As a United States war crimes investigator during World War II, Benhamin B. Ferencz participated in the liberation of Nazi concentration camps. He returned to Germany after the war to help bring perpetrators of war crimes to justice and remained to direct restitution programs for Nazi victims. In Less Than Slaves, Ferencz describes the painstaking efforts that were made to persuade German industrial firms such as I. G. Farben, Krupp, AEG, Rheinmetall, and Daimler-Benz to compensate camp inmates who were exploited as forced laborers. The meager outcome of these efforts emerges from searing pages that detail the difficulties confronted by Ferencz and his dedicated colleagues. This engrossing narrative is a vital resource for all who are concerned with the moral, legal, and practical implications of the recent significant increase in the number of compensation claims by victims of persecution. First published in 1979, Ferencz's penetrating firsthand account returns to print with the author's evaluation of its historical significance and current relevance.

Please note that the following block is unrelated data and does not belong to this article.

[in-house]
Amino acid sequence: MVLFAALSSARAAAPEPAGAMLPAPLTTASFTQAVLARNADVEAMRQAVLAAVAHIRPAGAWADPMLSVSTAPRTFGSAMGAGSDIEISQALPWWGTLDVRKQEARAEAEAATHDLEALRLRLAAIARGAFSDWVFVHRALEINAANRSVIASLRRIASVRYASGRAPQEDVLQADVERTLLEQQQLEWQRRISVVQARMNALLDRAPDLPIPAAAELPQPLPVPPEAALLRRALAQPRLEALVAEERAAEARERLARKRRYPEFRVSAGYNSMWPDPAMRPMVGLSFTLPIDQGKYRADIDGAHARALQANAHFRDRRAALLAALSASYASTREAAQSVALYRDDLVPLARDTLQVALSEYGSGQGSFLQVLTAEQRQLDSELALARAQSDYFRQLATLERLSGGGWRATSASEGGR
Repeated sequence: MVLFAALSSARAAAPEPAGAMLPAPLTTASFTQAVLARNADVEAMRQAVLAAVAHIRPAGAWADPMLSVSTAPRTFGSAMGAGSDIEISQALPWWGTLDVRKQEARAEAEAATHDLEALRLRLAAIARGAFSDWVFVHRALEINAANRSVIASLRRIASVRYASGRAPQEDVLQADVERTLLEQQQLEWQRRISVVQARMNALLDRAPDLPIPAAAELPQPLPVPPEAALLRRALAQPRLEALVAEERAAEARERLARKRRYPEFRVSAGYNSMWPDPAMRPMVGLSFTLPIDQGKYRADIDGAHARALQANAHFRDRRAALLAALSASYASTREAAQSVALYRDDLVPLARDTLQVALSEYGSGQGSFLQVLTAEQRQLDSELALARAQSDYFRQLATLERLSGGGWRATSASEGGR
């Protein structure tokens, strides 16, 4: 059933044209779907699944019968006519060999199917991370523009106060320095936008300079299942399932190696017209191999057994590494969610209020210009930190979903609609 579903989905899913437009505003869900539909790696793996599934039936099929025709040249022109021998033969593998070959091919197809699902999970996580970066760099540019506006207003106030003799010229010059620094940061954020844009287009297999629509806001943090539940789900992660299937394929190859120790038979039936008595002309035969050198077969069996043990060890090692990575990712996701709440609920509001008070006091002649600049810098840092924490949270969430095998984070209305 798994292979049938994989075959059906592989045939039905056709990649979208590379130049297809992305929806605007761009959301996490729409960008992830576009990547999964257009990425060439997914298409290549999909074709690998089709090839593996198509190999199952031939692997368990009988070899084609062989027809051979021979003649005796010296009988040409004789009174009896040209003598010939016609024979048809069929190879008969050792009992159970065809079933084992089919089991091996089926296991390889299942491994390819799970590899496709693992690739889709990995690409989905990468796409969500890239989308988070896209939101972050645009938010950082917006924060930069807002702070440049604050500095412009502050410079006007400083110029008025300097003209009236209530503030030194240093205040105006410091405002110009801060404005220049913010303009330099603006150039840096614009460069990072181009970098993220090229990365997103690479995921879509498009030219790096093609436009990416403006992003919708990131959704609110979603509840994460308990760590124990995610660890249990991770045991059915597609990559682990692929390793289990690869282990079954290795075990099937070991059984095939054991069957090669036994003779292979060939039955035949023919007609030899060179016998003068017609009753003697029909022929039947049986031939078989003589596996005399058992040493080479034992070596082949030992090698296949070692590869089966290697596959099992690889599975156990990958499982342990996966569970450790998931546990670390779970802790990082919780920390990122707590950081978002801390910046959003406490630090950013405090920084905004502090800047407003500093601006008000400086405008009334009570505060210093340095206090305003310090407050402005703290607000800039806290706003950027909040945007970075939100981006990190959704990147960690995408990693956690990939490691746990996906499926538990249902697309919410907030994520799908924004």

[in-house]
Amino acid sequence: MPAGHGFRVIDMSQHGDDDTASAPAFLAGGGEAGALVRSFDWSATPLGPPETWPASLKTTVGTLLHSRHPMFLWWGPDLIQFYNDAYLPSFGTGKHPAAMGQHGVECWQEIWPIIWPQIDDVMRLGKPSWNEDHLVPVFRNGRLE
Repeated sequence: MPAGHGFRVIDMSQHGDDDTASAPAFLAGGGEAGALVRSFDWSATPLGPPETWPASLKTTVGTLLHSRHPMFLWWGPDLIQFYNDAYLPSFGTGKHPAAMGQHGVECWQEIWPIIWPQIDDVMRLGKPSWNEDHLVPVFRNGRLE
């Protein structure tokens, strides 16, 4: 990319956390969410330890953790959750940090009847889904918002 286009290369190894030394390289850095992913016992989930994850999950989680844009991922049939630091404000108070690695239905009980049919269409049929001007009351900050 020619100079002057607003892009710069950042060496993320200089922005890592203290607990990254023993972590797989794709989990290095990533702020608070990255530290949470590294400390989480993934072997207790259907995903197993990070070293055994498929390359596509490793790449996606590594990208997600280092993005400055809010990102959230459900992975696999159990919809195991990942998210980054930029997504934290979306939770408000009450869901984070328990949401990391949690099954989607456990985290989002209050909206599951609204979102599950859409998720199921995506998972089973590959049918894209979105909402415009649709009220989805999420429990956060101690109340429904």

Benjamin B. Ferencz was the prosecutor at the Nuremberg trial of the SS Einsatzgruppen. Now in his eighties, Ferencz remains active as a teacher, lecturer, and author of books on international law and articles dealing with the creation of an international criminal court.
Preliminary Table of Contents: Preface Foreword by Telford Taylor Preface Acknowledgments Map 1. The Final Solution-A Brief Reminder 2. Auschwitz Survivors v. I.G. Farben 3. Accounting with Krupp 4. The Electrical Companies See the Light 5. The Cannons of rheinmetall 6. The Shark Who Got Away 7. A Medley of Disappointments 8. The Last Word Appendixes Notes Index